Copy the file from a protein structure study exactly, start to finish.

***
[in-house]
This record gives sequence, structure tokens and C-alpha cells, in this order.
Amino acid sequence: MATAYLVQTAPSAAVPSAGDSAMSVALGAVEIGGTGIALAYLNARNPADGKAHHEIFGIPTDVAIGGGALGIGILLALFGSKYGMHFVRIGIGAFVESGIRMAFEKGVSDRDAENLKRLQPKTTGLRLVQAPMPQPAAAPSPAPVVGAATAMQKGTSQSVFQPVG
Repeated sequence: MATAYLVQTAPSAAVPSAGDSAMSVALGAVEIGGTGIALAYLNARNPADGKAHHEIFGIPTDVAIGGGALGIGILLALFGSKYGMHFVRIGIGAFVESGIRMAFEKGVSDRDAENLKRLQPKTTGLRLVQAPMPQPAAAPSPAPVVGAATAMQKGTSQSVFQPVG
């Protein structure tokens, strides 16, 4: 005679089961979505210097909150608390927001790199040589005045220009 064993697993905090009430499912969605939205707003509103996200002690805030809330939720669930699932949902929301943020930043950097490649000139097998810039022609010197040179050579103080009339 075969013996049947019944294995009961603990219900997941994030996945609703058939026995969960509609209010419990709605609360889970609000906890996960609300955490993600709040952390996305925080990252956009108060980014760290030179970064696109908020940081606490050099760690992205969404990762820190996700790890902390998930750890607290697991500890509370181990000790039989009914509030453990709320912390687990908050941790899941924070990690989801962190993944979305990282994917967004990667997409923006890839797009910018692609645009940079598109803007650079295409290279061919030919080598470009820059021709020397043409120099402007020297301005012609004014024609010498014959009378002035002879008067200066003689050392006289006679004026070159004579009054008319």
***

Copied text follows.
[in-house]
This record gives sequence, structure tokens and C-alpha cells, in this order.
Amino acid sequence: MATAYLVQTAPSAAVPSAGDSAMSVALGAVEIGGTGIALAYLNARNPADGKAHHEIFGIPTDVAIGGGALGIGILLALFGSKYGMHFVRIGIGAFVESGIRMAFEKGVSDRDAENLKRLQPKTTGLRLVQAPMPQPAAAPSPAPVVGAATAMQKGTSQSVFQPVG
Repeated sequence: MATAYLVQTAPSAAVPSAGDSAMSVALGAVEIGGTGIALAYLNARNPADGKAHHEIFGIPTDVAIGGGALGIGILLALFGSKYGMHFVRIGIGAFVESGIRMAFEKGVSDRDAENLKRLQPKTTGLRLVQAPMPQPAAAPSPAPVVGAATAMQKGTSQSVFQPVG
């Protein structure tokens, strides 16, 4: 005679089961979505210097909150608390927001790199040589005045220009 064993697993905090009430499912969605939205707003509103996200002690805030809330939720669930699932949902929301943020930043950097490649000139097998810039022609010197040179050579103080009339 075969013996049947019944294995009961603990219900997941994030996945609703058939026995969960509609209010419990709605609360889970609000906890996960609300955490993600709040952390996305925080990252956009108060980014760290030179970064696109908020940081606490050099760690992205969404990762820190996700790890902390998930750890607290697991500890509370181990000790039989009914509030453990709320912390687990908050941790899941924070990690989801962190993944979305990282994917967004990667997409923006890839797009910018692609645009940079598109803007650079295409290279061919030919080598470009820059021709020397043409120099402007020297301005012609004014024609010498014959009378002035002879008067200066003689050392006289006679004026070159004579009054008319």